Nov 29, 2010, 10:37pm Top

>92 avaland:, Lois, sometime I want to have a long chat with you about JCO and why every single one of her stories ends seems to result in horrific violence.

Nov 30, 2010, 6:27am Top

Since I last posted here, I've finished an excellent poetry collection, "Barefoot" by Jennifer Compton - who has just won New Zealand's biggest poetry prize, the Kathleen Grattan Award, for the m/s of her next collection.

I've now got a couple of novels on the go: (1) After Dark by Haruki Murakami, which I'm reading for the next meeting of my book group - and liking a lot so far; and (2) horror novel "The Game" by Lee Pletzers, a New Zealander who has, coincidentally, just moved to Japan.

I recently heard New Zealand poet Saradha Koirala give a very enjoyable reading, and am now looking forward to reading her recent first collection Wit Of The Staircase.

Nov 30, 2010, 7:43am Top

making democracy work - US Supreme Ct justice Stephen Breyer..
i've been reading and very much enjoying and learning from Supreme Ct justice Stephen Breyer's latest, making our democracy work.

Nov 30, 2010, 8:27am Top

>93 fannyprice: Oh, that's not really true, but she is not shy about exploring the violence in our society at a very individual human level. I can't quite decide whether the story I mentioned above is about the art storytelling or the idea of truth. It will give me pause the next time someone tells me a story like that... And then I think it could also be about memory, as it is well known that we rewrite our memories each time we remember.

Nov 30, 2010, 8:45am Top

I'm 2/3 through Steve Martin's new An Object of Beauty and am just not liking it. Sort of a fine-art caper, with a peripheral character doing an omniscient job of narrating that I can't get onboard with. I previously didn't finish his Shopgirl but liked The Pleasure of My Company.

I'm really enjoying a recent Early Reviewer, American Terroir by Rowan Jacobsen -- about what makes certain geographic locations best suited to growing certain foods.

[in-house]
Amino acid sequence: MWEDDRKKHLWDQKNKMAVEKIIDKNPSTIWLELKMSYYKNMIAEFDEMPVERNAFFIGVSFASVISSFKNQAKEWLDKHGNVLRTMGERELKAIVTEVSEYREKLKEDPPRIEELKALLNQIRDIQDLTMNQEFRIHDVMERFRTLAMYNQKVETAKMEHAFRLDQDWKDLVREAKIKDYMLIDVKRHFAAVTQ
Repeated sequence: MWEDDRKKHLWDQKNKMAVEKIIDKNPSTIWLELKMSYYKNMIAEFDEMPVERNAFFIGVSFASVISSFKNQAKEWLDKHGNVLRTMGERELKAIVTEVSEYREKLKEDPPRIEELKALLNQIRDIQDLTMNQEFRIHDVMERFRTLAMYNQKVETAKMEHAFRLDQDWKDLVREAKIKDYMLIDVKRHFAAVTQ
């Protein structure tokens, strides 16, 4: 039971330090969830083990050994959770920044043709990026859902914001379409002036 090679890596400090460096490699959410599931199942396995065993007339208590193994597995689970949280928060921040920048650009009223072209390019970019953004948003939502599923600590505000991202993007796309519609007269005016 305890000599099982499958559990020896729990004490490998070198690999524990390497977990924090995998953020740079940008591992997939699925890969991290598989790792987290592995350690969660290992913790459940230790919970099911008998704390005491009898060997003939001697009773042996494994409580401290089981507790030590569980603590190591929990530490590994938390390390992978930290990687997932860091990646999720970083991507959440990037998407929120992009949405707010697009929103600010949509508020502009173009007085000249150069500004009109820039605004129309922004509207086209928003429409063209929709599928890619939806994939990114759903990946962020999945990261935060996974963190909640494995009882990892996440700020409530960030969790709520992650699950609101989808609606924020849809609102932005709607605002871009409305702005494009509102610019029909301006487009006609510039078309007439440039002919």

And meanwhile what I always want to be reading is more of Life by Keith Richards -- fascinating and tender.

Nov 30, 2010, 12:43pm Top

83 & 84 ... Rebecca & Ridgeway ... I didn't think of Salvation City as YA when I reviewed it for Belletrista, or when I interviewed the author. When I read your comments though, Ridgeway, I see what you mean. I don't know if I'd call the storyline simplistic, but there was something there that didn't quite work for me.

Sometimes books drift in to the YA category without the author's or the publisher's intentions.

Nov 30, 2010, 12:47pm Top

Detailmuse -- is Life by Keith Richards a good read? (sorry, can't find touchstone). I tend to avoid celebrity bios, and it's been many years since I considered myself a Rolling Stones fan. But on the other hand, he always was my favourite Stone, and he's had a very interesting life, and I suspect he is rather different than his reputation (I base that on the fact that he's still alive--if he truly was what people say he is, he'd be long dead).

Edited: Nov 30, 2010, 1:05pm Top

Okay, I came here because Lois is concerned that I've been ignoring these threads over the years. So here I am, and I'm NOT going to talk about what I'm reading now. I'm going to talk about something I read recently--the Regeneration trilogy by Pat Barker. In the first book, Regeneration, is appears on the surface that Billy Prior is straight. However, just pages into the second book, The Eye in the Door, Billy engages in a rather aggressive and graphic gay sex scene--a scene that turned many readers off (based on reviews I've read). In the third book, the Ghost Road, it's clear that he's bisexual and there are some graphic details to show that. If these books were written by a male author, I wouldn't think anything of it. But I'm puzzling over this coming from a woman author. I guess as a woman myself, I just never think about the details of male homosexuality. Want gay marriage and persecution for hate crimes? I'm 100% in support of that. So I guess my question to you is: why do you think Barker (or a female author) would write graphic details about gay male sex?

If you want to do the obvious and flip the question around at me (Why would a male author write a graphic lesbian sex scene), I'd have to answer that without reading any specific scene, it's probably the author's fantasy. (Sorry guys, I know that lots of men fantasize about watching lesbian sex, but I'm not familiar with the reverse. So I don't think this was Barker's fantasy).

Do I have to qualify this by saying that I'm not judging Barker, I'm just curious? I really don't care THAT she wrote this--I rather liked the series and rated them all 4 stars. I'm just interested in WHY.

Nov 30, 2010, 1:37pm Top

>99 Nickelini: I'm early in it but it is good! It's an autobiography with a co-author, but the voice sounds like Richards, with more tenderness than I expected, eg he rants (softly) about his mother and then writes, "But she was my Mum." There's also '60s history, politics and culture.

And he knows what everyone's been saying -- pretty much the only thing on the front flap of the dust jacket is his handwritten, "This is the Life. Believe it or not I haven't forgotten any of it." He says right off that he has an unbelievably strong/resilient body, so it seems that not only does he remember it -- but it really all did happen!